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Fast Company’s 100 Most Creative People of 2014

We are excited to announce that Ariane made the list at number 86 – Fast Company recognized her for “growing while staying rooted.”

It’s a huge honor to be included on this list of innovators and creative geniuses. Ariane has worked for 30 years to make something old – heritage breed animals raised with care  and compassion – something new again.

We are also thrilled to see our friend Chef April Bloomfield make the list. Big congratulations to all the worthies on the 2014 list!

Image from Fast Company

Image from Fast Company

Save 15% for Mother’s Day!

If your mama likes food, we’ve got just the thing for her this Mother’s Day.  Save 15% on our selection, including items like foie gras with truffles, bacon and sizable pork chops. Use our ingredients to make that special mother a memorable meal. Or give the gift of charcuterie with one of our brimming baskets.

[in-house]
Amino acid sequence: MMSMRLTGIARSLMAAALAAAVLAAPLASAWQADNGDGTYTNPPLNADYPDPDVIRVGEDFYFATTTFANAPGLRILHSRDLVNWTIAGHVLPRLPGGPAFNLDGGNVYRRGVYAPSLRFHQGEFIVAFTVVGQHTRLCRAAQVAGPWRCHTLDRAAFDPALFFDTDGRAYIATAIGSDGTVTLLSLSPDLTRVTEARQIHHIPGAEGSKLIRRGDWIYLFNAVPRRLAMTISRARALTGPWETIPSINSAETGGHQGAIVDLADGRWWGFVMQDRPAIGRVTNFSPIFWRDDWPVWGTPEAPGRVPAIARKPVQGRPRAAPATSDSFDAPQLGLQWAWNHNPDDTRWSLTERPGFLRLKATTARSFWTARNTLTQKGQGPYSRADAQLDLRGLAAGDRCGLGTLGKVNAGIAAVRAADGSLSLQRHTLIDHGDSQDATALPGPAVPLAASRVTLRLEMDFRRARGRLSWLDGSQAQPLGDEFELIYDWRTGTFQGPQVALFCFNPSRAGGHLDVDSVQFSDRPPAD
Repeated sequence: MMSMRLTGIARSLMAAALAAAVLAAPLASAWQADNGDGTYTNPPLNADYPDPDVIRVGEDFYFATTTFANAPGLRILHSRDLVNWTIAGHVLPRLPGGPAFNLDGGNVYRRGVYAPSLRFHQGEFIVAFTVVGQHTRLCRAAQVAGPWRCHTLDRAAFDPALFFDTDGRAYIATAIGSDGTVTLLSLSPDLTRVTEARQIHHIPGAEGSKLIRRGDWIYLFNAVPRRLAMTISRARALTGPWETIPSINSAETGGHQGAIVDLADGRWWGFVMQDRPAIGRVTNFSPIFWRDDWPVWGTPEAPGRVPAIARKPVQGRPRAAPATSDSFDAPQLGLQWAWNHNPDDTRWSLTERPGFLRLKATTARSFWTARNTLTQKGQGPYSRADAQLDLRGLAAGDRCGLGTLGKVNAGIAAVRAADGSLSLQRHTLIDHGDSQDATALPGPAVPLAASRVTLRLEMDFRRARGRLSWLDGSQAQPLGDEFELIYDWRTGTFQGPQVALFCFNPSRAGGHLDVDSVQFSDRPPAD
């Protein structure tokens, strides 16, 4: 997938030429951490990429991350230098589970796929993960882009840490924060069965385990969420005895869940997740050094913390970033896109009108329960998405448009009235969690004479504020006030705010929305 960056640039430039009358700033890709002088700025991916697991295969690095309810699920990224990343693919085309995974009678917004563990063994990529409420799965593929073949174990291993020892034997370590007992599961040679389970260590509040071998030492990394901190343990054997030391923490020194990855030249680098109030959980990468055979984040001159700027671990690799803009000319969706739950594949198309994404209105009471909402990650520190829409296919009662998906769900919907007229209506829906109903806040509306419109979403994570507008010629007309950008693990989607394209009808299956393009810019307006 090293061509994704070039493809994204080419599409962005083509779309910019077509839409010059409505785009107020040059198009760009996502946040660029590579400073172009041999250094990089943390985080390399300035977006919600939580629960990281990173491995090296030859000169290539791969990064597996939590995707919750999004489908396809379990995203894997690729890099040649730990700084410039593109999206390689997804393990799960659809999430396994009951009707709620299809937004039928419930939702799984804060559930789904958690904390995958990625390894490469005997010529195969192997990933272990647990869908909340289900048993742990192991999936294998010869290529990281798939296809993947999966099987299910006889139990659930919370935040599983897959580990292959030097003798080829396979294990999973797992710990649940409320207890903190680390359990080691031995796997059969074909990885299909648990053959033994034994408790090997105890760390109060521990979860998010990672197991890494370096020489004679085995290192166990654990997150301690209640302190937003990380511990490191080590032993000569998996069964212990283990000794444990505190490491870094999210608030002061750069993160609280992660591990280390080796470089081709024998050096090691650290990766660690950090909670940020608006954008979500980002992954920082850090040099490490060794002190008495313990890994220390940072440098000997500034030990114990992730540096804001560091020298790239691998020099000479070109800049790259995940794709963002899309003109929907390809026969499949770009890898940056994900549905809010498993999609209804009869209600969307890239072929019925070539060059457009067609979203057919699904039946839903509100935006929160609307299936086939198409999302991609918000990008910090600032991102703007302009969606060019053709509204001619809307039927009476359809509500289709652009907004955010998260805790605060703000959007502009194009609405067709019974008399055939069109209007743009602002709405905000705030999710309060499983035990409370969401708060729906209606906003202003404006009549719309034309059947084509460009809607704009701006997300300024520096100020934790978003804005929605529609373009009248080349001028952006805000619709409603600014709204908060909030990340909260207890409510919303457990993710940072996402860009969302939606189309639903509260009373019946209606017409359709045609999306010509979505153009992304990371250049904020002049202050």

Shop here, shop now. Our Mother’s Day sale ends Friday, May 9. But you need to order by 12 noon EST on Thursday, May 8 to get your order in time for mother.

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Pardon My Foie Gras: Between the Covers

Pardon My Foie Gras was written by the prolific cookbook author Ruth Chier Rosen, and published in 1956. You can see her astounding collection of vintage cookbooks that span decades and cuisines at her blog Food of the Fifties. She even has an app!

Though a far cry from the comprehensive volumes Julia Child penned on French cooking, this little book offers a view into 1950s America and its attitude toward French food. Child’s book Mastering the Art of French Cooking would not appear until 1961, and we all know what happened after that!